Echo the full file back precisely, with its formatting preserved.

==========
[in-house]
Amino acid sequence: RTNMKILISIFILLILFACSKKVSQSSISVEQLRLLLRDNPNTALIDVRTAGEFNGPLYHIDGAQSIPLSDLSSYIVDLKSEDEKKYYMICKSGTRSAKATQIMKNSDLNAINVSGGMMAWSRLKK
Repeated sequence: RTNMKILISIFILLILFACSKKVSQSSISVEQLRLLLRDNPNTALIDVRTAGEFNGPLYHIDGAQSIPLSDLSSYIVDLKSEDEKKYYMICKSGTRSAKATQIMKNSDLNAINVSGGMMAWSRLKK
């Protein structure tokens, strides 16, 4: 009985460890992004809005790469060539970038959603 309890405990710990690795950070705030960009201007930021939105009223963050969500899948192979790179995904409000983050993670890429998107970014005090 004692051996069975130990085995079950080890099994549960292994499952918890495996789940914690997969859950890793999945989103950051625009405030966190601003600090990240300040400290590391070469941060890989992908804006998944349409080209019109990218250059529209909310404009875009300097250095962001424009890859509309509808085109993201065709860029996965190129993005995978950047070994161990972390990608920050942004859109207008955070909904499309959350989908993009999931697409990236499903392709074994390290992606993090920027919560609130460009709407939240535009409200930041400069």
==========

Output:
[in-house]
Amino acid sequence: RTNMKILISIFILLILFACSKKVSQSSISVEQLRLLLRDNPNTALIDVRTAGEFNGPLYHIDGAQSIPLSDLSSYIVDLKSEDEKKYYMICKSGTRSAKATQIMKNSDLNAINVSGGMMAWSRLKK
Repeated sequence: RTNMKILISIFILLILFACSKKVSQSSISVEQLRLLLRDNPNTALIDVRTAGEFNGPLYHIDGAQSIPLSDLSSYIVDLKSEDEKKYYMICKSGTRSAKATQIMKNSDLNAINVSGGMMAWSRLKK
């Protein structure tokens, strides 16, 4: 009985460890992004809005790469060539970038959603 309890405990710990690795950070705030960009201007930021939105009223963050969500899948192979790179995904409000983050993670890429998107970014005090 004692051996069975130990085995079950080890099994549960292994499952918890495996789940914690997969859950890793999945989103950051625009405030966190601003600090990240300040400290590391070469941060890989992908804006998944349409080209019109990218250059529209909310404009875009300097250095962001424009890859509309509808085109993201065709860029996965190129993005995978950047070994161990972390990608920050942004859109207008955070909904499309959350989908993009999931697409990236499903392709074994390290992606993090920027919560609130460009709407939240535009409200930041400069």